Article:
Saturday, June 16, 2007


Georgian culture is characterized by the making and maintenance of friendships. One great example is the supra, a great feast that can last for days, which every capable Georgian takes great honor in hosting whenever they can. An integral part of the supra is toast-making in which every individual at the table is honored with a unique toast. As you might see, Georgians place great importance in relationships. While I have not yet had the privilege of attending a supra, I've seen what can come about from the many connections Georgians have.

Yesterday was a whirlwind tour of what I'll be seeing for the rest of my stay in Tbilisi. After a delicious breakfast at Giorgi's house, Fr. Theodore, Derek, Giorgi, and I set off to Gudushuari National Medical Center to meet Dr. Merab Kiladze, the surgeon whom Derek and I plan to have supervise us while we volunteer at the hospital. Now, Fr. Theodore was at one time operated upon by Dr. Kiladze, and since then, they have been good acquaintances. Thanks to this relationship, Derek and I were given this amazing opportunity. Like most buildings in Tbilisi, the medical center is not in the best of conditions, but I was a little more surprised than usual because I expected the hospital to look like the ones back in the States. We located Dr. Kiladze but we had to wait a few minutes while a heated argument in the physicians' lounge was resolved before meeting him. Dr. Kiladze is a serious man but at the same time clearly happy to have us volunteer at his hospital. My only concern is that he may have high expectations of us--he said that our duties would involve things such as inserting IVs into patients' arms, changing the dressings on wounds, and tending to patients in the ICU. Derek and I have agreed that we must make it clear on our first day on the job (next Thursday) that we haven't done such things in the US (it would be illegal for us) and would require training. Another possible hurdle is that our activities will actually be monitored by the head nurse, and she doesn't speak much English.

Our next stop was at the apartment Derek and I will be living in beginning Sunday. Fortunately, we will be staying with a family, the Danelias. Again, thanks to Fr. Theodore's connections, he knows Nana Daniela as a language tutor, and when he learned that Nana would be teaching in the US for the summer and would leave a vacant room, he made arrangements for our stay there. By strange coincidence (or perhaps not), one of the Georgian language books I have been studying is written by Nana. Nana's mother-in-law Tsitsana and her 13 year-old son Giorgi (it's a very common name) will be living with us. When we arrived, we were greeted warmly by Tsitsana and soon afterwards by Giorgi who had just woken up. Giorgi is a great kid, very friendly and mature (he also speaks great English), and also very brilliant. A couple of years ago, he was Georgia's number one chess player in his age group. I'm looking forward to our stay there.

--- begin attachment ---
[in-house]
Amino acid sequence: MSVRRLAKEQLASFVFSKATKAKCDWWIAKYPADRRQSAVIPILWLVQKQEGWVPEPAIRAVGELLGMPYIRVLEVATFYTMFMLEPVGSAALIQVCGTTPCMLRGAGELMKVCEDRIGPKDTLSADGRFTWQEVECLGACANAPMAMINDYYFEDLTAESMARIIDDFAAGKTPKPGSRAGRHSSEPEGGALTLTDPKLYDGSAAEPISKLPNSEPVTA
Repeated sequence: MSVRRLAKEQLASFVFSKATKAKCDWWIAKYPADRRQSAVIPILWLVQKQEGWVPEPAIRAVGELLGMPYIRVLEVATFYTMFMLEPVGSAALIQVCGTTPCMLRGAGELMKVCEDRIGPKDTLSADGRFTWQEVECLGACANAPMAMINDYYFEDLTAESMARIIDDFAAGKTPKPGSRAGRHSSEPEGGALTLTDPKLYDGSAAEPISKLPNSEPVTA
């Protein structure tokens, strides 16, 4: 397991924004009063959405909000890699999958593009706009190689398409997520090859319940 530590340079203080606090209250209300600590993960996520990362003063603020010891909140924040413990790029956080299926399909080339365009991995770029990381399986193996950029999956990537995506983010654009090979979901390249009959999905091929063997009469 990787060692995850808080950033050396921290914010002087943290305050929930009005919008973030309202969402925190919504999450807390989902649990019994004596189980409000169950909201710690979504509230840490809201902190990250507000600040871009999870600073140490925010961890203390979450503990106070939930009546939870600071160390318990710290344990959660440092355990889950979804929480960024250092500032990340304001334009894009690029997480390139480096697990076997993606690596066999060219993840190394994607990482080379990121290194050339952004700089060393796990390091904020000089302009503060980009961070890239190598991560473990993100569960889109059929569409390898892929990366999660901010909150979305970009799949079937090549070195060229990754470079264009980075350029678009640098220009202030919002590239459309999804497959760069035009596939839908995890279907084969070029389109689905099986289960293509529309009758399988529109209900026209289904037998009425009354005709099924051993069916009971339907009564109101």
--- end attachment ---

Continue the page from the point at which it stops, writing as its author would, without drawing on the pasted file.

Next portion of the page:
Our next meeting killed two birds with one stone. We picked up Inga, who will be one of our language tutors, on our way to see Dr. Dato. Inga was once Fr. Theodore's tutor, and they, too, have maintained a close friendship. Dr. Dato practices integrative medicine, meaning that he uses 21st century tools to diagnose health problems, but prescribes herbal remedies if he feels that they are more effective than modern drugs. He understands both modern medicine and Caucasian herbal medicine, and uses both to treat diseases. It was clear from talking to him (through Inga) that he understood modern medicine and was not any sort of witch-doctor. His office also served as his workplace, and we got a chance to see him make a remedy for kidney stones. He also invited us to accompany him on one of his herb-collecting day-trips.

More later.

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